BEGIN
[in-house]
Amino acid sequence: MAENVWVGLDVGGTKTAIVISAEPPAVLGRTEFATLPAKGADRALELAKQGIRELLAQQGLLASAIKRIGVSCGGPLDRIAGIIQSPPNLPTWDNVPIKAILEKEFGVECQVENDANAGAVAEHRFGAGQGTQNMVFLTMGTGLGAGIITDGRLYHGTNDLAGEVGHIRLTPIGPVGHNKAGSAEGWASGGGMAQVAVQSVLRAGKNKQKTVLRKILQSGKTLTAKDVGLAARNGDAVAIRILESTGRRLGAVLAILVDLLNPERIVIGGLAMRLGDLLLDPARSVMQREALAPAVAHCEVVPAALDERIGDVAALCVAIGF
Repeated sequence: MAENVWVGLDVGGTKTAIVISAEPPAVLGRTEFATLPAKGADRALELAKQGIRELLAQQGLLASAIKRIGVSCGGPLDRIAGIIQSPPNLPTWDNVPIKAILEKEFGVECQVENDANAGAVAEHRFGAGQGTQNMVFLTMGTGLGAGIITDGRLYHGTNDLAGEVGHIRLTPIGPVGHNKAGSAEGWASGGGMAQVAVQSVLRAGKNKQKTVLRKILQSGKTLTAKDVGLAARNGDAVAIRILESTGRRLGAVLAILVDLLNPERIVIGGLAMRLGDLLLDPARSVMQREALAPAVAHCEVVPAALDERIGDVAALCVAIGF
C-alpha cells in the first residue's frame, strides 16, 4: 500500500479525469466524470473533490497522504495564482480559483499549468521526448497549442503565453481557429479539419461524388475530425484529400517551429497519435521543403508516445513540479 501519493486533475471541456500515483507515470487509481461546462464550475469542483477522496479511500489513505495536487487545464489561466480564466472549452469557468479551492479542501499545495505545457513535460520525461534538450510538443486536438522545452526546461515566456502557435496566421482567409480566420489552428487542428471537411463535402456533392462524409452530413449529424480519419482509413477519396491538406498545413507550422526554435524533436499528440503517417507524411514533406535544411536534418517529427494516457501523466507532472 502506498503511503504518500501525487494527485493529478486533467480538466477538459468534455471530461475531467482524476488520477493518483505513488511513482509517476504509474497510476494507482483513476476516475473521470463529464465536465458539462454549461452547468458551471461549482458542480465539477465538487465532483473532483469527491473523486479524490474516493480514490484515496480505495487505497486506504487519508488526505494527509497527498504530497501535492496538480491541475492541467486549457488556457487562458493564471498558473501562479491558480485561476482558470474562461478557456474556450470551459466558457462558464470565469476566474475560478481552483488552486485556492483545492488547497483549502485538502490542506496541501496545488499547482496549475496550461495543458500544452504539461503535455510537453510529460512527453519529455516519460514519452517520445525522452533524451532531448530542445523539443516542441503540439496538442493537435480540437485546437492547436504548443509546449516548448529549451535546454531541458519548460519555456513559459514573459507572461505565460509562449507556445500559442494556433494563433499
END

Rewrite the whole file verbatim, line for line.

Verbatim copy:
[in-house]
Amino acid sequence: MAENVWVGLDVGGTKTAIVISAEPPAVLGRTEFATLPAKGADRALELAKQGIRELLAQQGLLASAIKRIGVSCGGPLDRIAGIIQSPPNLPTWDNVPIKAILEKEFGVECQVENDANAGAVAEHRFGAGQGTQNMVFLTMGTGLGAGIITDGRLYHGTNDLAGEVGHIRLTPIGPVGHNKAGSAEGWASGGGMAQVAVQSVLRAGKNKQKTVLRKILQSGKTLTAKDVGLAARNGDAVAIRILESTGRRLGAVLAILVDLLNPERIVIGGLAMRLGDLLLDPARSVMQREALAPAVAHCEVVPAALDERIGDVAALCVAIGF
Repeated sequence: MAENVWVGLDVGGTKTAIVISAEPPAVLGRTEFATLPAKGADRALELAKQGIRELLAQQGLLASAIKRIGVSCGGPLDRIAGIIQSPPNLPTWDNVPIKAILEKEFGVECQVENDANAGAVAEHRFGAGQGTQNMVFLTMGTGLGAGIITDGRLYHGTNDLAGEVGHIRLTPIGPVGHNKAGSAEGWASGGGMAQVAVQSVLRAGKNKQKTVLRKILQSGKTLTAKDVGLAARNGDAVAIRILESTGRRLGAVLAILVDLLNPERIVIGGLAMRLGDLLLDPARSVMQREALAPAVAHCEVVPAALDERIGDVAALCVAIGF
C-alpha cells in the first residue's frame, strides 16, 4: 500500500479525469466524470473533490497522504495564482480559483499549468521526448497549442503565453481557429479539419461524388475530425484529400517551429497519435521543403508516445513540479 501519493486533475471541456500515483507515470487509481461546462464550475469542483477522496479511500489513505495536487487545464489561466480564466472549452469557468479551492479542501499545495505545457513535460520525461534538450510538443486536438522545452526546461515566456502557435496566421482567409480566420489552428487542428471537411463535402456533392462524409452530413449529424480519419482509413477519396491538406498545413507550422526554435524533436499528440503517417507524411514533406535544411536534418517529427494516457501523466507532472 502506498503511503504518500501525487494527485493529478486533467480538466477538459468534455471530461475531467482524476488520477493518483505513488511513482509517476504509474497510476494507482483513476476516475473521470463529464465536465458539462454549461452547468458551471461549482458542480465539477465538487465532483473532483469527491473523486479524490474516493480514490484515496480505495487505497486506504487519508488526505494527509497527498504530497501535492496538480491541475492541467486549457488556457487562458493564471498558473501562479491558480485561476482558470474562461478557456474556450470551459466558457462558464470565469476566474475560478481552483488552486485556492483545492488547497483549502485538502490542506496541501496545488499547482496549475496550461495543458500544452504539461503535455510537453510529460512527453519529455516519460514519452517520445525522452533524451532531448530542445523539443516542441503540439496538442493537435480540437485546437492547436504548443509546449516548448529549451535546454531541458519548460519555456513559459514573459507572461505565460509562449507556445500559442494556433494563433499